There are plenty of registrars that do this in countries where the laws govern the application of domain names. I didn't get my domain in my own country because of this. I didn't want to go through the hassle of registering a business name, providing identification and tax documentation and then paying 5x more for the domain and hosting as a result of this.
For what it's worth I am not asserting anyone who wants a domain should be vetted in any way. I'm only saying if your going to hand out domains and certs like candy the domain registrar is the best place to do that instead of doing it separately in a different insecure step elsewhere.
Yes. It's worth remembering why we stepped away from this approach. The
To reduce operating costs and increase profits?
ability to encrypt separately to the high cost of the ability to encrypt + validate kept a large portion of the internet unencrypted. DVs lowered the bar to encryption which cuts out a whole lot of risk factors.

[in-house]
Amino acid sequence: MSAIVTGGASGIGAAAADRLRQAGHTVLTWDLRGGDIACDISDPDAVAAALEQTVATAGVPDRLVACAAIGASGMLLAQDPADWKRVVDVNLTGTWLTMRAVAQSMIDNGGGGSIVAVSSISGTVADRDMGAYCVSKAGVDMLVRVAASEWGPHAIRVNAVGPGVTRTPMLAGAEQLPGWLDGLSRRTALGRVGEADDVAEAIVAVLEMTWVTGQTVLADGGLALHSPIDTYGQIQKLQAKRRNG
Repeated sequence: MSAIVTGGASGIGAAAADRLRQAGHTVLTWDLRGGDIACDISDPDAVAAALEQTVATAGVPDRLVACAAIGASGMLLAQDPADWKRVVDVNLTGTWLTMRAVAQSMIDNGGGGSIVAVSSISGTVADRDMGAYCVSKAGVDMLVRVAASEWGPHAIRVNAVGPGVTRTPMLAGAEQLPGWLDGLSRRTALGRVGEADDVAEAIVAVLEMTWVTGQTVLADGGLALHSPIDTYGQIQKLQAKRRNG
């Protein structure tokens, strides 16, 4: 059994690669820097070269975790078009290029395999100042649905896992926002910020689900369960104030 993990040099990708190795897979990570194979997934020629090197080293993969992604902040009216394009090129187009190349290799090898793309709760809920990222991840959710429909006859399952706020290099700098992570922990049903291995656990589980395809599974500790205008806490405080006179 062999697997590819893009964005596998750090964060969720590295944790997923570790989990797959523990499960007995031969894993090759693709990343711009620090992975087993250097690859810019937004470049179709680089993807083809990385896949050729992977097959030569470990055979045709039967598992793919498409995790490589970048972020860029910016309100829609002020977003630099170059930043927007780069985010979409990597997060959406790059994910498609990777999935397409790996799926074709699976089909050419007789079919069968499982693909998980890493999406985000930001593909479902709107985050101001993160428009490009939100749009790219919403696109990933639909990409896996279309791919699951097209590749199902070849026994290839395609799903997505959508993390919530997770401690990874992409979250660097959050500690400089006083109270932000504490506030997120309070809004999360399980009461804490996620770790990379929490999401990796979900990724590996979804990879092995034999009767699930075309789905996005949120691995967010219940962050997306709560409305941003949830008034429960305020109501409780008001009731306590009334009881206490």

I have no problem with DV itself. I have a problem with vetting of actual organizations being rendered meaningless and I have a problem with CA's being in the business of handing out DV certs.
Err no you can't MitM with a certificate that doesn't match the domain you're talking to.
No need to break a trust chain or develop exotic methods to subvert crypto when the chain of trust itself is an illusion. Consider the following 7-step plan:
1. Gain access to the victims wires
2. Go to any of a zillion different CA's or LE.
3. Submit CSR or equivalent to chosen CA
4. Follow automated validation procedures
5. Leverage access to victims wires to screw with unsecured DNS requests and or unsecured web requests to fool automated validation procedure.
6. Install valid certificate assigned to you by a legitimate CA.
7. Leverage your new certificate to MITM your victims systems to your hearts content.
CA's have no business handing out DV certs.